After months of precision planning and engineering Jumbo Shipping, now part of Jumbo-SAL-Alliance, has carried out the tailor-made transportation of offshore platform modules including living quarters module, helideck and flare boom for client Kiewit Offshore Services.
The Fairmaster and her crew first mobilised in Rotterdam, the Netherlands before sailing to Marystown, Canada where all cargo items were loaded, carefully stowed and shipped to Ingleside, Texas for discharge.
The client was looking for a custom solution to transport their offshore modules safely, fully assembled, and on a single voyage. “We were able to offer the most cost-efficient solution which was engineered and tailor-made just for this cargo. Specific studies were made for the deck strength and the tight lifting operations. The big efforts of the whole project team and close cooperation with the client made it possible to execute this project safely and as planned,” says Jumbo's Project Manager, Maarten De Gruyter.
Due to the weight and size of the living quarters module, the client was initially looking to ship all their cargo via a RORO vessel or a deck carrier. However, they were not keen on exposing their cargo to all the weather elements while at sea. The team convinced the client through the use of a 3D simulation, stowage plan and detailed engineering that all their cargo could fit securely onboard Jumbo's Heavy Lift Vessel (HLV) while staying inside the ship's parameters. Some of the cargo could be stowed safely below deck protecting it from the weather. The cargo secured on deck would be exposed to minimal elements and acceleration forces at sea. Besides having the cargo safely stowed, the Jumbo team also offered a cost-efficient solution since the lifting would be executed by use of the vessel's own lifting equipment.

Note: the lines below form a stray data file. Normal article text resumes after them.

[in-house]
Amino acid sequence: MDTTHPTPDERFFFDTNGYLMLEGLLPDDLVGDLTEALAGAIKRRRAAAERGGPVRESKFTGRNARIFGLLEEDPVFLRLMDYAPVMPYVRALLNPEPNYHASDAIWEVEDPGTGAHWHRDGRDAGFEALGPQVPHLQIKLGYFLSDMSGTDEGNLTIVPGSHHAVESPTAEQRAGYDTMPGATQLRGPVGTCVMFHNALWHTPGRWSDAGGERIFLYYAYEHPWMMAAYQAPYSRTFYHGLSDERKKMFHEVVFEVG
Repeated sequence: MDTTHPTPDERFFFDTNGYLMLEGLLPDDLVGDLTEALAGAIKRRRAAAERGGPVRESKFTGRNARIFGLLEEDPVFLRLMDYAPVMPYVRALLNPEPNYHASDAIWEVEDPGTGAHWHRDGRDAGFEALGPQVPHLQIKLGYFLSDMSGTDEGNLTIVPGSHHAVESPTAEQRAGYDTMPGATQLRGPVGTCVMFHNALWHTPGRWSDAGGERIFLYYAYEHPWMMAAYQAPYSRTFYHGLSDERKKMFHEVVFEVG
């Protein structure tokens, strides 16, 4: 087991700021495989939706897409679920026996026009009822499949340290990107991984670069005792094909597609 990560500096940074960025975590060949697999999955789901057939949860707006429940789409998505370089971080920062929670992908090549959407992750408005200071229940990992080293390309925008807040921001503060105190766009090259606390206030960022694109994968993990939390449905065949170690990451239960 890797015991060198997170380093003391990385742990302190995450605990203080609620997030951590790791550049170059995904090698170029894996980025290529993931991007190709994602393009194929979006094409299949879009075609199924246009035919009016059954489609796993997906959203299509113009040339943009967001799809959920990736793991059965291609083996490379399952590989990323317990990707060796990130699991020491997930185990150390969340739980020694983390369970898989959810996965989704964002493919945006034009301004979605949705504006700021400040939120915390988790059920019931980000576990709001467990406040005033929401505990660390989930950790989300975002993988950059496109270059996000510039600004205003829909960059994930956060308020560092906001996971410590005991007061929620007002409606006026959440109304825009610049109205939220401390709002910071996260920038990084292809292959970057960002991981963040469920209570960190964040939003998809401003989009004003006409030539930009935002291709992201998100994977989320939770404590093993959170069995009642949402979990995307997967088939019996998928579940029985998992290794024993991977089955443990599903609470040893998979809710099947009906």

Engineering Project Logistics
In the lead-up to the project, the technical teams were busy developing a complete logistics solution for the client including engineering, risk assessments, approvals, complete project management and logistics planning.
“The lifting of these modules in between the ship's two cranes safely was a difficult engineering challenge,” says Lead Engineer, Mark Tetteroo-Pat. He continues “but we know our vessels inside out and always manage to find the smartest solutions for these tight squeezes.”
To meet the required deck space, the crew extended the Fairmaster's deck with the use of the ship's tween decks. All the loading checks were performed in 3D and when on site the actual clearances were spot on.
The Tight Squeeze
The engineering team is used to finding lifting solutions for any kind of outsized equipment and this project was no different with each cargo item requiring a custom and precise rigging plan. For the living quarters module, they used 160 t of rigging material (lifting beams, grommets and shackles) in each crane to load the 1293 t module. The whole operation at both the loading and discharging sites was guided by Jumbo's experienced Senior Port Captain, Peter Mathot.
The Fairmaster and crew first loaded the flare boom weighing 145 tonnes and other project cargo items, securing them below deck in the hold. When the hatches were closed up, the crew lifted the bigger pieces using both 1,500 tonne capacity cranes. First, the helideck was loaded on the vessel's forward deck and then the 144 person living quarters module weighing 1293 t and measuring 53 x 24 x 18 m was delicately manoeuvred between the pedestals of both cranes. After loading the living quarters module, two cargo items were also loaded on the aft deck of the vessel.
The Bigger Picture
Once the three large pieces and smaller ancillary equipment were all safely loaded on board, the crew set sail to Ingleside, Texas, where all the cargo items were carefully discharged.
Edward DeFrancesco II, Jumbo-SAL-Alliance USA states “there was a lot of cooperation and coordination required from the very beginning of negotiations until the last piece was discharged. We are very proud to have been trusted by the client to handle such a high profile and critical shipment.”
The opinions expressed herein are the author's and not necessarily those of The Xinde Marine News.
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